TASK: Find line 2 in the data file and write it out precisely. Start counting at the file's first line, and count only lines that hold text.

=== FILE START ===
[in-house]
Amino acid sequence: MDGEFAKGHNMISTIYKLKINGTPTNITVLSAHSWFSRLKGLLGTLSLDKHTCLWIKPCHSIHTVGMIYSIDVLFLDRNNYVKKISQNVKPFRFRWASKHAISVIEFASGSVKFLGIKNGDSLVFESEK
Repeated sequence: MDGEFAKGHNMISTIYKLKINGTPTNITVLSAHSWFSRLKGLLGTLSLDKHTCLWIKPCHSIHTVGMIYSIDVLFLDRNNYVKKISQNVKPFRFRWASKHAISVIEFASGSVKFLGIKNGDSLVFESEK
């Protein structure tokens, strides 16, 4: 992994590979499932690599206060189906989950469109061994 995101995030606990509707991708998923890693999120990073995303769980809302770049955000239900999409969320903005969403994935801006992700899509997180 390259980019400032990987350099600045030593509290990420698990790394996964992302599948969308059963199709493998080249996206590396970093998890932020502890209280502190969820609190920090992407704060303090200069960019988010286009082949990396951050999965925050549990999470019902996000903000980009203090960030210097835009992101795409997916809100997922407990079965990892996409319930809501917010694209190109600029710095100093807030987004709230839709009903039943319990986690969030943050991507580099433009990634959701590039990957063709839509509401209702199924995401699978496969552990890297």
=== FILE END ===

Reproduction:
Amino acid sequence: MDGEFAKGHNMISTIYKLKINGTPTNITVLSAHSWFSRLKGLLGTLSLDKHTCLWIKPCHSIHTVGMIYSIDVLFLDRNNYVKKISQNVKPFRFRWASKHAISVIEFASGSVKFLGIKNGDSLVFESEK